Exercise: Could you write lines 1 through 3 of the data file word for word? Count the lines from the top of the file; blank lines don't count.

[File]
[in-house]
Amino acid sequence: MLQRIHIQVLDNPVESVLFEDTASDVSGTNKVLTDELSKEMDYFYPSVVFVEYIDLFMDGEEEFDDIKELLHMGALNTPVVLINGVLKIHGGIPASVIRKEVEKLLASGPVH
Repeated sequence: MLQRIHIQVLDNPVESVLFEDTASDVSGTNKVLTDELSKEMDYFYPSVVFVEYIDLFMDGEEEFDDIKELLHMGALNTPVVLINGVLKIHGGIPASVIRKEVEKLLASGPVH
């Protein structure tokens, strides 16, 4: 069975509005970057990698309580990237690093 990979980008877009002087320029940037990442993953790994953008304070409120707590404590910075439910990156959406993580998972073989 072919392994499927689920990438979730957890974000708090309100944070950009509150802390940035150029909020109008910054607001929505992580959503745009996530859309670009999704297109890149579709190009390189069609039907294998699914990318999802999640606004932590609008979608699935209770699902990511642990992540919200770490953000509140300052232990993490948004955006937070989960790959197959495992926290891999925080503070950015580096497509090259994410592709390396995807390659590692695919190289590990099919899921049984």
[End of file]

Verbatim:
[in-house]
Amino acid sequence: MLQRIHIQVLDNPVESVLFEDTASDVSGTNKVLTDELSKEMDYFYPSVVFVEYIDLFMDGEEEFDDIKELLHMGALNTPVVLINGVLKIHGGIPASVIRKEVEKLLASGPVH
Repeated sequence: MLQRIHIQVLDNPVESVLFEDTASDVSGTNKVLTDELSKEMDYFYPSVVFVEYIDLFMDGEEEFDDIKELLHMGALNTPVVLINGVLKIHGGIPASVIRKEVEKLLASGPVH